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Didymella bryoniae 

Gummy canker


  • Champignon is very widely distributed on all continents and in many countries, particularly in tropical and subtropical production areas, but also in more temperate regions.
  • Mainly affects cucurbits (watermelon, melon, cucumber, winter squash and pumpkins, but also courgette, cristophine, calabash, bitter gourd or melon, Luffa aegyptiaca , etc.).
  • Attacks all their aerial organs: leaves, stems and fruits. Feared in many countries for its gum cankers on the stem, and its rots on the fruits.
  • Strains resistant to various old and newer fungicides are known in D. bryoniae .
  • Observed in the open field, as under shelter.


  • Susceptible botanical family(s)

* The gummy canker of Cucurbitaceae, would not be caused by a single fungus as was long believed, but by at least three: Staganosporopsis cucurbitacearum (syn. Didymella bryoniae ), Staganosporopsis citrulli , and Staganosporopsis caricae .
These 3 species reveal a common host range in Cucurbitaceae ( S. caricae also attacks papaya), but their global distributions seem to be different. It would be appropriate to identify more precisely the nature of the species or species rife in the DRO-COMs.  


  • Conservation : remains on and/or in the ground on more or less dry undecomposed plant debris, and on seeds. Its dormant chlamydospores and mycelium (figure 1) resist the cold well and allow it to survive from one year to the next, or even beyond. Rather resistant to drought, it is maintained on the structures of the shelters.
  • Infection : germination of conidia or ascospores on healthy tissues, then penetration of the various tissues by the mycelium this directly through the cuticle or the epidermis, through the intercellular spaces around the base of the trichomes, via wounds of pruning, floral scars, or various other injuries. D. bryoniae invades tissues, produces various enzymes; its symptoms appear after a few days, 3 and more than ten days depending on the Cucurbitaceae and the surrounding conditions.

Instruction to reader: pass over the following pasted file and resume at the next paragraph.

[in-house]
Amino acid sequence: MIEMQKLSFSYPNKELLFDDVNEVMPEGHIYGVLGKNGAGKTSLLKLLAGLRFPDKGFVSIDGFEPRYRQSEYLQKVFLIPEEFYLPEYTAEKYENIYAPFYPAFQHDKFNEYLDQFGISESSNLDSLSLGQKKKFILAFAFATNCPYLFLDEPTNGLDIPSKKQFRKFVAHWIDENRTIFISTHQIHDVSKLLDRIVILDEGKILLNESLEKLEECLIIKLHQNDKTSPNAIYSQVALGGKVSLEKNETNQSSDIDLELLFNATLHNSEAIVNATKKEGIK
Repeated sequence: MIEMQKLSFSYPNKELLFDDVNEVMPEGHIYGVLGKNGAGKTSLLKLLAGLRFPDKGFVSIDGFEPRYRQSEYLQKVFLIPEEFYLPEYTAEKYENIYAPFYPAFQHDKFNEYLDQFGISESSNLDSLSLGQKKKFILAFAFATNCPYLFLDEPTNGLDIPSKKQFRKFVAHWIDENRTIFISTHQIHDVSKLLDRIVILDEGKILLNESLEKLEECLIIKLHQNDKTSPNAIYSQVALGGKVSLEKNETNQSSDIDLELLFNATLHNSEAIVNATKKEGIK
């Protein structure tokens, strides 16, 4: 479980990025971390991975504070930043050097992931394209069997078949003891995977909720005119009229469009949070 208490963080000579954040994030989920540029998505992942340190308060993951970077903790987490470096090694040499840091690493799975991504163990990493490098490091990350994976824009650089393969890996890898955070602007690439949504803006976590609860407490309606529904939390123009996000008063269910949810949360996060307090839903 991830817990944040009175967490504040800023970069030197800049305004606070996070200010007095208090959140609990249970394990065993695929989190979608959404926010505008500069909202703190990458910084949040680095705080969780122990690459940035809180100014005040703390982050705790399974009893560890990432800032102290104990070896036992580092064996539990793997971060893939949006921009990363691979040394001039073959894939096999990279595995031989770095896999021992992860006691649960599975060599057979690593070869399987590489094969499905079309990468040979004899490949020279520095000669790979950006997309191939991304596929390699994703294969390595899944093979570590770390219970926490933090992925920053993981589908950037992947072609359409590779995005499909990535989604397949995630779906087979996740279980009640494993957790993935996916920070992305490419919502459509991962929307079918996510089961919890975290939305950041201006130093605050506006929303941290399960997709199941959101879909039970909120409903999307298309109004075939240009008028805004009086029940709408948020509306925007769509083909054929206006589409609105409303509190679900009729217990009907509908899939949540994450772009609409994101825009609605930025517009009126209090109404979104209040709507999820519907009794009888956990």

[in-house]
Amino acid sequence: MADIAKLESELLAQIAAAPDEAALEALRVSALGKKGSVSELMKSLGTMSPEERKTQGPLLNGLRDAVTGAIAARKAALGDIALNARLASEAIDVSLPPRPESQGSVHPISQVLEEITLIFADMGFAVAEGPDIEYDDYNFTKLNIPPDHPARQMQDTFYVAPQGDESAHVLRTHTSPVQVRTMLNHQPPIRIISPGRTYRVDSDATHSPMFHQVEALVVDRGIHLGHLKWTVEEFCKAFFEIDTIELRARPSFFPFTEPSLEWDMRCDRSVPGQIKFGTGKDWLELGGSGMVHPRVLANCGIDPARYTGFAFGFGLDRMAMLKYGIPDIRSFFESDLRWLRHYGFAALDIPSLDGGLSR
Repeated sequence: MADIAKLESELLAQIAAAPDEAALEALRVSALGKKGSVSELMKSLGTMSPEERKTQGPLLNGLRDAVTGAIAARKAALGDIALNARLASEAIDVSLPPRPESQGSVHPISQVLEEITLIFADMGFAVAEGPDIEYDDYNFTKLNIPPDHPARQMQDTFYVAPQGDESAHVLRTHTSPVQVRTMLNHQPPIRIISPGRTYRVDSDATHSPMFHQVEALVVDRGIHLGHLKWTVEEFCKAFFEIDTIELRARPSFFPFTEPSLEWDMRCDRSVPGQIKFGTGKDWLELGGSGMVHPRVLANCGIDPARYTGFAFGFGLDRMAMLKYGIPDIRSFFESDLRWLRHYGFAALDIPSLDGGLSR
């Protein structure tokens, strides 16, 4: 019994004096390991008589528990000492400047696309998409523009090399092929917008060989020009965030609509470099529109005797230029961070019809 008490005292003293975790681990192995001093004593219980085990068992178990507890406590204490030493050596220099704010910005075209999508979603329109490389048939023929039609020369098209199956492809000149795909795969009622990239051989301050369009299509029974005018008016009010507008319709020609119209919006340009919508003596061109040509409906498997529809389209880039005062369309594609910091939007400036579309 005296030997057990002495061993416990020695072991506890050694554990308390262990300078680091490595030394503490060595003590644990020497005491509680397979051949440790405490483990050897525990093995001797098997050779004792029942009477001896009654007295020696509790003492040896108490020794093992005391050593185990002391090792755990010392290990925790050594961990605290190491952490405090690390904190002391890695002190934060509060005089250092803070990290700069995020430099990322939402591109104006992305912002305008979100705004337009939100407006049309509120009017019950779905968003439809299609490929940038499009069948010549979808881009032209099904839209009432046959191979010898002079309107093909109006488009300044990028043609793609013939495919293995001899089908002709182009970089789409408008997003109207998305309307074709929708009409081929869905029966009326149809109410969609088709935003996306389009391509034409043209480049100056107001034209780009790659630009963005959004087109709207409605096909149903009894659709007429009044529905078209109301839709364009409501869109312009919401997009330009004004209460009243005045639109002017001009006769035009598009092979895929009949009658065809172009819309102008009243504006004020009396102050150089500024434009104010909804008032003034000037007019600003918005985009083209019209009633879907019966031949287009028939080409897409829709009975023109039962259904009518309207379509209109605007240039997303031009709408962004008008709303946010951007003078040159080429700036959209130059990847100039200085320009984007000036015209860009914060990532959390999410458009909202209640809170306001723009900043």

• Sporulation : quite rapidly forms perithecia (figures 6 and 7) and pycnidia (figures 8 to 12) on the surface of injured tissue. These brown to black globose structures at maturity (Figures 2 to 5) produce ascospores and conidia in large quantities, respectively.
  • Favorable conditions : Particularly damaging when plants show various injuries or when they are weakened as a result of stress or attacks by other parasitic microorganisms or predators. Able to develop and bear fruit at temperatures between 5°C and 35°C, its optimum is around 23°C. Humidity is preponderant for its development, such as rain and sprinkler irrigation. Grafting seems to favor the attacks of D. bryoniae in the greenhouse, in particular at the level of the grafting zone.


  • There are differences in sensitivity between Cucurbitaceae. Some rootstocks resistant to this fungus would limit its development.
  • Use healthy seeds and seedlings .
  • Disinfect the seeds if necessary.
  • Establish crop rotations not involving susceptible crops, at least for 2 or 3 years.
  • Orient the cultivated plots in the direction of the prevailing wind so that the vegetation is well ventilated.
  • Ensure good drainage of cultivated plots.
  • Avoid too high planting densities in order to favor the aeration of the foliage.
  • Avoid irrigation , prefer drip irrigation. If they are essential, carry them out in the morning so that the vegetation drains quickly during the day.
  • Under cover, ventilate as much as possible.
  • Do not allow workers to work while vegetation is wet.
  • Harvest fruit carefully to avoid injury.
  • Get out of the crop and destroy the affected plants and especially the diseased fruits. At the end of cultivation, eliminate all plant residues. Deep plowing can bury the remaining debris, this measure must be combined with a crop rotation .
  • If necessary, spray fungicides taking into account authorized uses. Alternate the chemical families so as not to select resistant strains.
Last change : 07/08/22
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